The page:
The Waterloo School District celebrated March Madness this year, but the staff members were not creating brackets, nor were the teams going head-to-head on a basketball court. Instead, the teams composed of staff members were taking up wellness challenges such as drinking 64 oz. of water daily, getting eight hours of sleep nightly, practicing self-care, and eating a fruit and vegetable at each meal.
The team with the most points was awarded a trophy.
This was just one of the initiatives taken this school year in an effort to help staff focus on well-being during a challenging year. Two district employees have been focused on finding ways to provide wellness outlets that not only help increase the physical and mental health of staff, but also provide ways to socially connect.
“We wanted to make the commitment to invest in healthy strategies in ways that would be fun for them to be involved,” said district fitness center and pool director Janessa Henning. “Whether it be healthy eating or exercise or self care or taking away stress or other ways to help them get through this stressful year.”
District office administrative assistant Beth Karnick said since the end of last school year and into this academic year, she and Henning had talked with staff that are facing the challenges of working during COVID-19.
The women, who both have health and wellness backgrounds, put together a few structured activities that “could potentially make things a lot better for staff and give them a little bit of an escape,” according to Karnick.
The pair launched Wake Up and Walk Waterloo as the first wellness initiative. Staff are invited to spend a half hour walking in the new fieldhouse beginning at 7:30 a.m. each Wednesday.
The administrative assistant said when the morning walking group began there were a handful of participants. At last week’s walk, the reported number of attendees was in the mid-30s.
Henning said the walking group also helps people who normally wouldn’t engage with each other the chance to talk and is able to bring a larger group together in one place while still practicing masking and social distancing.
Karnick said Wake Up and Walk Waterloo has been the most popular initiative along with dedicated fitness center hours for school staff offered for 30 minutes after school on Monday through Friday.
Additionally, Henning said the staff were invited to partake in an iron man challenge over the course of a month “so it’s a lot less stressful. And for those folks who maybe weren’t up for the iron man we did a walking challenge of walking 100 miles in a month.”
It’s not just physical wellness that the duo are focusing on. Several staff members also meet virtually as part of a podcast club, which Karnick describes as similar to a book club that meets in the evening roughly every two weeks. The attendees all listen to an episode of The Cabin, a podcast created by Discover Wisconsin, and then talk about it.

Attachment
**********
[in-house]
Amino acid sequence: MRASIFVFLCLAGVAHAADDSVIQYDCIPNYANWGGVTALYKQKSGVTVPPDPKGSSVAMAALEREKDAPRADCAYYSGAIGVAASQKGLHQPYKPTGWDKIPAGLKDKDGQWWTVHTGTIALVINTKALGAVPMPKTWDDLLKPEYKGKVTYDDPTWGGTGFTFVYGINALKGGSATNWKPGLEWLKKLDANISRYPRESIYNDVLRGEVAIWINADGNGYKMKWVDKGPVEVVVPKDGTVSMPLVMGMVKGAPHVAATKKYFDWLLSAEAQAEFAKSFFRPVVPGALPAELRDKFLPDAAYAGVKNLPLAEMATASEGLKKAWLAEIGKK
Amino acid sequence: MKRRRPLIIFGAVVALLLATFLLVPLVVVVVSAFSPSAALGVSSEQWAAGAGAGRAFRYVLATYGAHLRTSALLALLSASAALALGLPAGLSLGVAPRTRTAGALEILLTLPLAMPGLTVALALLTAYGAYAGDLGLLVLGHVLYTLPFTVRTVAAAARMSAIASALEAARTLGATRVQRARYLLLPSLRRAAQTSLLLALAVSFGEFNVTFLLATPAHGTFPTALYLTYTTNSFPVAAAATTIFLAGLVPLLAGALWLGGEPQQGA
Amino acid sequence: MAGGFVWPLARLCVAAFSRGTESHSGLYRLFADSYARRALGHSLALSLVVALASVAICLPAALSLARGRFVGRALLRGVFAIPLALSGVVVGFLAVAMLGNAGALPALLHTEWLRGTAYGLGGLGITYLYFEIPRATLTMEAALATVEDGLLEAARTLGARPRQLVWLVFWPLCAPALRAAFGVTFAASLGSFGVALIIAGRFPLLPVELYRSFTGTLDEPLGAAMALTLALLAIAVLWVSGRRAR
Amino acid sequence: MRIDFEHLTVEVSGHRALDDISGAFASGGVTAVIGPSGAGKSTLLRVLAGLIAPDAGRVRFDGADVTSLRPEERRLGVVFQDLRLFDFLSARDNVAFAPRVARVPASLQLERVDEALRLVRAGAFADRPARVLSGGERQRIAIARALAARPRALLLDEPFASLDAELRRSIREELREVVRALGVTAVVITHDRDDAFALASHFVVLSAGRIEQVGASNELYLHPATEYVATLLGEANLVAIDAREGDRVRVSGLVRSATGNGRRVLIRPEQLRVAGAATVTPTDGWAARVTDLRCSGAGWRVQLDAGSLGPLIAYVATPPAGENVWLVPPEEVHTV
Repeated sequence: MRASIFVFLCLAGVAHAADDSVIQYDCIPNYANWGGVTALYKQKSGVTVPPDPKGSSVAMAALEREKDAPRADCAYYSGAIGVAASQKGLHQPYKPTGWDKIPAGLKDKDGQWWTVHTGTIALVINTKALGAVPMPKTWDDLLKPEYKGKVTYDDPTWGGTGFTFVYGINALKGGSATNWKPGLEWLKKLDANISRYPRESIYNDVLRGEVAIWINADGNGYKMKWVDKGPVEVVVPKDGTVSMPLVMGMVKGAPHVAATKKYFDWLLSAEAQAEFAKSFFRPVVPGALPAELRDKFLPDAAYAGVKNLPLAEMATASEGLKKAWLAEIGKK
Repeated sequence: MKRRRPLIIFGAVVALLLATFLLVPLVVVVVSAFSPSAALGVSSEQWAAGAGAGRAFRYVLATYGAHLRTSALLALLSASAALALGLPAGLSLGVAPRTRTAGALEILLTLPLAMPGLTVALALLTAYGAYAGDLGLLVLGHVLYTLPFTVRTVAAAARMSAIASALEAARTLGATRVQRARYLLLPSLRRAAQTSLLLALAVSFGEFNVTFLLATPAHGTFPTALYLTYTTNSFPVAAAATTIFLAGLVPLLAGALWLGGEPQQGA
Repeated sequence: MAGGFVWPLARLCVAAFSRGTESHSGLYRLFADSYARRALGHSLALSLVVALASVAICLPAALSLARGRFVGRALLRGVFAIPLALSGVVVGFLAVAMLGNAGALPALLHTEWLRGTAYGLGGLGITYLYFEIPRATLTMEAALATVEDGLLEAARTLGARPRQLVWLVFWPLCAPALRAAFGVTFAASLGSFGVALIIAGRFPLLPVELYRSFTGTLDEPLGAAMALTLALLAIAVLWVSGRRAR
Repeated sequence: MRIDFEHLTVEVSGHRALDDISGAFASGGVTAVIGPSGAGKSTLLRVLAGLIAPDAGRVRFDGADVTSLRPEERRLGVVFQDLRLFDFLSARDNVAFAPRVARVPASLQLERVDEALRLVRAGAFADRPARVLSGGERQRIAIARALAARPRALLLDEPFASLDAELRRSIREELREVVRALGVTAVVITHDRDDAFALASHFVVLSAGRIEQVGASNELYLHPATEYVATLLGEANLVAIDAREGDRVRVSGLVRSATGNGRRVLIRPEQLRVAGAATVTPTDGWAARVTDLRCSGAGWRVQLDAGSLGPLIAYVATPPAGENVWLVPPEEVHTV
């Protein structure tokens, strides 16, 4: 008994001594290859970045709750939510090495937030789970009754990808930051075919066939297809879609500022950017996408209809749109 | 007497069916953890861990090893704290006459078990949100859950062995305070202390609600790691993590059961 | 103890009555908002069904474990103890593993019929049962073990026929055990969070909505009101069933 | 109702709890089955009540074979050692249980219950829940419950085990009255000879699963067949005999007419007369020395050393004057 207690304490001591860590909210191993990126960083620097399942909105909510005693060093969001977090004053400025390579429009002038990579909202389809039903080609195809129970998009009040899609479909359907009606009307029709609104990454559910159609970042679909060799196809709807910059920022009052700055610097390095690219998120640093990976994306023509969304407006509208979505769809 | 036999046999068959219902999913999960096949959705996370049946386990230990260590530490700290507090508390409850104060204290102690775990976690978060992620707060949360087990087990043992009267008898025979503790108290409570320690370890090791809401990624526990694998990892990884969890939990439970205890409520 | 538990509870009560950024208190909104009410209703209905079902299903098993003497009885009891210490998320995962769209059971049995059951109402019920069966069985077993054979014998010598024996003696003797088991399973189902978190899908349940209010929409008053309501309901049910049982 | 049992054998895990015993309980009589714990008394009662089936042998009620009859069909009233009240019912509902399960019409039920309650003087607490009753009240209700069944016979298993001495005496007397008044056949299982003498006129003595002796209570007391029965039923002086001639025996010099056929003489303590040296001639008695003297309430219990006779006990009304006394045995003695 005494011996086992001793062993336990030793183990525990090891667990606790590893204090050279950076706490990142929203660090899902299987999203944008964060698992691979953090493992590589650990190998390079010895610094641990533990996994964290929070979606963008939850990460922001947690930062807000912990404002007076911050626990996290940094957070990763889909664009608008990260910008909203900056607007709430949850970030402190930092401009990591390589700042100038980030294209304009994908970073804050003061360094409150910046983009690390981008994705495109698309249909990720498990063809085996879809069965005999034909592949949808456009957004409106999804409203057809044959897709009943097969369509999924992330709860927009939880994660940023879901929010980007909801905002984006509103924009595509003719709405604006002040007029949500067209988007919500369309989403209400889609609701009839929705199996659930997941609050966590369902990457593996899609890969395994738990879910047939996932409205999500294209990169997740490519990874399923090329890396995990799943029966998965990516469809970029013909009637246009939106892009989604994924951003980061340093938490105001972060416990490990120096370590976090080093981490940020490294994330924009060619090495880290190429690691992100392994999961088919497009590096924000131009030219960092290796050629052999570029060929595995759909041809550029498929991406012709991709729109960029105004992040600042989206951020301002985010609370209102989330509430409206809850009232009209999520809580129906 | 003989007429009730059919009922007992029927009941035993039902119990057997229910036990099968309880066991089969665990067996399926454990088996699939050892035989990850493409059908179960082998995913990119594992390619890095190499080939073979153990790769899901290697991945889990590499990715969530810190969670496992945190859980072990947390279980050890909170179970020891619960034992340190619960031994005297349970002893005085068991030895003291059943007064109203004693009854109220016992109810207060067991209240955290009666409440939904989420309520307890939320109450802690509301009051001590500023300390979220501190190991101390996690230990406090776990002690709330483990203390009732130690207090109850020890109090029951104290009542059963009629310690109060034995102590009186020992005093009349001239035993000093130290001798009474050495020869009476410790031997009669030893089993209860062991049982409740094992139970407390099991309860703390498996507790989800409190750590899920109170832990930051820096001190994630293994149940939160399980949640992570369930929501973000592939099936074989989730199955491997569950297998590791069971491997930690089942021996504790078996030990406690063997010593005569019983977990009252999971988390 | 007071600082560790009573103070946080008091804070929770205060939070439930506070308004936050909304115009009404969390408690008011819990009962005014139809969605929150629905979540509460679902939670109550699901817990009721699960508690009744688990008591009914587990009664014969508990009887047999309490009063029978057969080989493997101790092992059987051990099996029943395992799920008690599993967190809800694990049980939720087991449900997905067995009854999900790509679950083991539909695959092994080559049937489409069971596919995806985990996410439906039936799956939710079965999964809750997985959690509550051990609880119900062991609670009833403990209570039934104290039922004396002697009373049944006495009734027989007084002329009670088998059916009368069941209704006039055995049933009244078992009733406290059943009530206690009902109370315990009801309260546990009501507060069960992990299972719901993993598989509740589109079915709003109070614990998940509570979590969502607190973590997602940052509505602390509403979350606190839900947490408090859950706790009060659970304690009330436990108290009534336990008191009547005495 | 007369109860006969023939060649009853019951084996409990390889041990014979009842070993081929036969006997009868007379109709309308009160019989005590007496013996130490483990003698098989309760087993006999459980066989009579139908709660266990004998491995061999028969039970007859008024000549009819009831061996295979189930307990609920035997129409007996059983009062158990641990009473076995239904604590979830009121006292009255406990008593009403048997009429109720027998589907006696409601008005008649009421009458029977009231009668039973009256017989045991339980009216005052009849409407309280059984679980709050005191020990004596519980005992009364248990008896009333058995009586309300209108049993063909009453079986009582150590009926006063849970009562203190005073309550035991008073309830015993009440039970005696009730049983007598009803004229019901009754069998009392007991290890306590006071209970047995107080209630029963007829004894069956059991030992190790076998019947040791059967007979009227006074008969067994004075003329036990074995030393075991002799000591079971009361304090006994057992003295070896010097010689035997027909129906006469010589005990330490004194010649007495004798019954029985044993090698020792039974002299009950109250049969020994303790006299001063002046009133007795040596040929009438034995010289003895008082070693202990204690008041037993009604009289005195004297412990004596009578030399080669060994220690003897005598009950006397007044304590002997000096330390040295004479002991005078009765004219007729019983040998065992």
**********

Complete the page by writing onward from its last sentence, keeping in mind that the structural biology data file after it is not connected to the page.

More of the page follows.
“It’s not a school-related topic and it’s just a fun way to chat with folks and give us an opportunity to see each other with our masks off because obviously we do it virtually,” Henning said.
One of the more popular parts of March Madness was the meditation and yoga sessions during self-care week. Karnick said people have requested having more offerings of a similar nature to help with relaxation and focus for mental wellness.
“It’s been a really positive response from the staff and definitely hearing from the people who like and enjoy those things and appreciate that piece of the work-life balance,” the administrative assistant said. “They appreciate that when they are at school, it’s not all work, all the time. We encourage them to take time for themselves and we recognize that’s important too.”
The pair also recognize that while people may want to focus on trying to exercise more, eat healthier or practice self-care, trying to plan and schedule those types of activities can fall by the wayside when people feel are facing stressful challenges.
“It can sometimes be easier to do these types of things if someone else is doing the legwork and all you have to do is show up,” Henning said. “That’s what we want to accomplish here. Staff just need to show up to participate or have a bit more focus on something they are already doing.”
Both women see the benefits of the wellness initiative going beyond the individual staff members.
“We find that staff who take the initiative to keep themselves healthy is going to be an integral part in keeping our buildings open,” the pool and fitness center director said. “Obviously, if they’re healthy, that helps keep us chugging along in the school year … and there was really an emphasis on keeping our staff healthy in ways other than just exercise.”
“When you have happy, well-balanced staff, it’s just a better work environment for everyone, especially the kids,” Karnick added.
Even after the pandemic subsides, the women plan to continue offering opportunities for staff to focus on their well-being.
“We can reuse what we’ve done this year, just like teachers can do with their lesson plans,” Henning said. “You do all the legwork ahead of time and in the upcoming year you just make it a little bit better or a little bit different.”